But beyond that, in 2016, the Obama administration weakened the FDA requirements about reporting complications for the abortion pill. One of the stipulations for the maker of the abortion pill and anyone who prescribes these pills originally was that they needed to report all adverse events that they’re aware of to the drug sponsor, so that the drug sponsor can periodically collect those and report those to the FDA.

In 2016, the Obama administration weakened that requirement and said that only deaths have to be reported. And so, of course you can see now, it’s easy for the abortion lobby to say, “Oh, there’s a low rate of complications, no big deal, nothing to worry about.” Well, you’re going to have lower reported rates if that reporting is not mandatory. It’s voluntary now. And so, people do still report. We do still have these thousands of adverse events coming in, but it’s not mandatory [reporting].

And often, a woman who is experiencing these kinds of complications, like extreme blood loss, running fever days on end, bleeding for over a month afterward, she’s probably going to be reporting to an emergency room, not the same abortion doctor who gave her these pills because, of course, they are abortionists. You typically don’t go to a family practitioner or your regular OB-GYN for these kinds of abortion pills, because most of those doctors have no interest in prescribing those pills.

So if a woman is going to be showing up to an emergency room with these complications, they may not even know to report that adverse event. A woman might feel ashamed to even say that she’s there because of complications for an abortion, or it might be characterized as a spontaneous miscarriage. There’s just so many different ways that we know we’re not capturing the full scope of all of these different complications that women do experience on a large scale from these dangerous abortion pills.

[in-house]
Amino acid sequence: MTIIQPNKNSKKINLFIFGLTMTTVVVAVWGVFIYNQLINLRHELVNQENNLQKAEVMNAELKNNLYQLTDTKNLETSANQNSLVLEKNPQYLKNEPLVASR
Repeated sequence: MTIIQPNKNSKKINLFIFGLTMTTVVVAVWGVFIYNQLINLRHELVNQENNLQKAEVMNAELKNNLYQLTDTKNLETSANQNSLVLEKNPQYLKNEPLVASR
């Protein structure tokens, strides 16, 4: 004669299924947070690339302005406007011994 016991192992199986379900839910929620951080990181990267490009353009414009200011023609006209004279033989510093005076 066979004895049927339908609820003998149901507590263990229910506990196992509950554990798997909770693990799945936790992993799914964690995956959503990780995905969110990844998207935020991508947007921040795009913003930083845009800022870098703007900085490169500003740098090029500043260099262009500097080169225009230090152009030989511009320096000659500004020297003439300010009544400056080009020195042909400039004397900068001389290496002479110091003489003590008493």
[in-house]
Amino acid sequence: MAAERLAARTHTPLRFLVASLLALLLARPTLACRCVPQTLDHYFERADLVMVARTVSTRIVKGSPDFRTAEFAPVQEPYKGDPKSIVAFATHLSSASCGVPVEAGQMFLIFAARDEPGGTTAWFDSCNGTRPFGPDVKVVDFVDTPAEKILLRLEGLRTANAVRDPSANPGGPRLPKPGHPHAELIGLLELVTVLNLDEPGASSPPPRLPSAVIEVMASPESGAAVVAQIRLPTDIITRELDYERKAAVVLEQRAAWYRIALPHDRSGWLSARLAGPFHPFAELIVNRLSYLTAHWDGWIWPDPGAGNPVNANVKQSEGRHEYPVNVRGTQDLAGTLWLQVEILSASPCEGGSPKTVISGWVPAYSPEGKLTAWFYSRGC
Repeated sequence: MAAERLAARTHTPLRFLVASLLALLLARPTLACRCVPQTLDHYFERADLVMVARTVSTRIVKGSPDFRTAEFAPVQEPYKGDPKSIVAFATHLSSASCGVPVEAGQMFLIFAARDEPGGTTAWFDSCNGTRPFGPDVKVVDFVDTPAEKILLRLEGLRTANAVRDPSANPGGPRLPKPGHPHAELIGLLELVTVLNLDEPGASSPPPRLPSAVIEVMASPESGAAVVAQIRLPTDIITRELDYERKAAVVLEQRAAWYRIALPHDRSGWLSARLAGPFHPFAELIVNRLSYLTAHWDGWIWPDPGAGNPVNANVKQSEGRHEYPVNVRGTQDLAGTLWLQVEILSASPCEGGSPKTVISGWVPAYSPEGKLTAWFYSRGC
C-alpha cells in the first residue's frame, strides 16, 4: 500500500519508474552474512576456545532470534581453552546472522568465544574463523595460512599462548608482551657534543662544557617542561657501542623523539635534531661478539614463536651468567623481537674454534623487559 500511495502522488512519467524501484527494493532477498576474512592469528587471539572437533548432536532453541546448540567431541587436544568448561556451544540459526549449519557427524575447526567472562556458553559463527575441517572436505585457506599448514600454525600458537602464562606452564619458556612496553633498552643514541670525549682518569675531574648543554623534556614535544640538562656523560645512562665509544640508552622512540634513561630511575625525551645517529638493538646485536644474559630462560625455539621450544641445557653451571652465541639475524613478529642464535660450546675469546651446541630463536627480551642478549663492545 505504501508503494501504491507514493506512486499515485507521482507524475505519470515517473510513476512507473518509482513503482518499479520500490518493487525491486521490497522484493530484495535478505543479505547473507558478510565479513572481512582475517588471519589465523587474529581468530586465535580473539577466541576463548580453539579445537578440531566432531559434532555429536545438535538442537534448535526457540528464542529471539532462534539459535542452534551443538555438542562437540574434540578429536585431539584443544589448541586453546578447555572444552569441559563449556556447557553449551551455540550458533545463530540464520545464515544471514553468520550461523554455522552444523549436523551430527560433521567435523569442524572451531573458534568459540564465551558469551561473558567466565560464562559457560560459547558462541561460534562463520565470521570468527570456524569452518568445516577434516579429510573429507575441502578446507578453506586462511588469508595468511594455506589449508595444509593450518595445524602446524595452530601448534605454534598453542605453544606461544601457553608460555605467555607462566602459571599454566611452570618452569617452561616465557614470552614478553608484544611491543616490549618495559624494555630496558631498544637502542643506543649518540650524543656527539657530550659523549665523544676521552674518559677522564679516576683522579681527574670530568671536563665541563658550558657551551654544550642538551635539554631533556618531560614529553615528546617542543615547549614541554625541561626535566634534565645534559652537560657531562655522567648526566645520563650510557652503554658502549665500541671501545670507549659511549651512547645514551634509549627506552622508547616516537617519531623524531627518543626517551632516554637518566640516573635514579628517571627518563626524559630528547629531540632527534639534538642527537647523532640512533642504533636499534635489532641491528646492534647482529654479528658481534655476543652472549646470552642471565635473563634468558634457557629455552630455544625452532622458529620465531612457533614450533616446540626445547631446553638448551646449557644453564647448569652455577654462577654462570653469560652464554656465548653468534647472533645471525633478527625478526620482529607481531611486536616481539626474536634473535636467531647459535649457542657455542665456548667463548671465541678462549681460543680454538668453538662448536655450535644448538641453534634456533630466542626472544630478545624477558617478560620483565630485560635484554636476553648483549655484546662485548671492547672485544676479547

Allen: And how long have these pills been on the market?

The FDA approved the abortion pill for the U.S. market in September 2000. So it’s been on the market here for just over two decades. It originally went onto the market in France in the late ’80s. And it took a very, very long time for anybody to actually bring it to the United States, because so many pharmaceutical companies here wanted nothing to do with manufacturing abortion pills. And, in fact, the group that eventually did bring it to market in the United States, they had to go overseas to even find a manufacturer willing to make these pills for them.

And they landed on a manufacturer in China, which of course has its own loaded implications. These pills were being manufactured in a country with, at the time, a very draconian one-child policy. Now, of course, [China has] a two-child policy, but still very inhumane family planning practices, family planning practices, forced sterilization, forced abortions. And so, it’s really adding, I guess, insult to injury that they couldn’t get it manufactured in the United States for so many different reasons, and so they had to go to China of all places to be able to have it done.

Allen: If the risks are known, why did the FDA, all of a sudden, say, OK, yeah, we’ll approve this. We’ll allow women to take these pills, take them home, and essentially, have an abortion on their own?